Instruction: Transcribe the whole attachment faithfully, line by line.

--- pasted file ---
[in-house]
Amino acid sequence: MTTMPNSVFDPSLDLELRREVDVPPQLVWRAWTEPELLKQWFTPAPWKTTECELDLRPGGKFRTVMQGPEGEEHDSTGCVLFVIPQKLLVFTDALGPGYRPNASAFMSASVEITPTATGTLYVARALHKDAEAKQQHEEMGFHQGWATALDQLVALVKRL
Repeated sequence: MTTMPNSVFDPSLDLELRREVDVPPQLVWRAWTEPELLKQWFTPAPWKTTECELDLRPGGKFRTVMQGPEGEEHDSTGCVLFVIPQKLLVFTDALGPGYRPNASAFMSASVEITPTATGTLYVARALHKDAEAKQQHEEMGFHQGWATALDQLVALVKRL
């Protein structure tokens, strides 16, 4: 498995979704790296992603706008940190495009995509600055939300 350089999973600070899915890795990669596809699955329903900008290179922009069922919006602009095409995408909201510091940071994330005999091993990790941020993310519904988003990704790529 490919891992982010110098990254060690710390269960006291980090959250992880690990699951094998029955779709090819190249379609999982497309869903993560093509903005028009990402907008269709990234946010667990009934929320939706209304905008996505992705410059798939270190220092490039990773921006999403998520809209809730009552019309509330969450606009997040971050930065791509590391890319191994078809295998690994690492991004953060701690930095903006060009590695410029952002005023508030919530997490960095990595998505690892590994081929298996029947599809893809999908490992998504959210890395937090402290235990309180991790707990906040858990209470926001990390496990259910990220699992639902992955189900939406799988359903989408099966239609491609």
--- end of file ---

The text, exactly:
[in-house]
Amino acid sequence: MTTMPNSVFDPSLDLELRREVDVPPQLVWRAWTEPELLKQWFTPAPWKTTECELDLRPGGKFRTVMQGPEGEEHDSTGCVLFVIPQKLLVFTDALGPGYRPNASAFMSASVEITPTATGTLYVARALHKDAEAKQQHEEMGFHQGWATALDQLVALVKRL
Repeated sequence: MTTMPNSVFDPSLDLELRREVDVPPQLVWRAWTEPELLKQWFTPAPWKTTECELDLRPGGKFRTVMQGPEGEEHDSTGCVLFVIPQKLLVFTDALGPGYRPNASAFMSASVEITPTATGTLYVARALHKDAEAKQQHEEMGFHQGWATALDQLVALVKRL
């Protein structure tokens, strides 16, 4: 498995979704790296992603706008940190495009995509600055939300 350089999973600070899915890795990669596809699955329903900008290179922009069922919006602009095409995408909201510091940071994330005999091993990790941020993310519904988003990704790529 490919891992982010110098990254060690710390269960006291980090959250992880690990699951094998029955779709090819190249379609999982497309869903993560093509903005028009990402907008269709990234946010667990009934929320939706209304905008996505992705410059798939270190220092490039990773921006999403998520809209809730009552019309509330969450606009997040971050930065791509590391890319191994078809295998690994690492991004953060701690930095903006060009590695410029952002005023508030919530997490960095990595998505690892590994081929298996029947599809893809999908490992998504959210890395937090402290235990309180991790707990906040858990209470926001990390496990259910990220699992639902992955189900939406799988359903989408099966239609491609």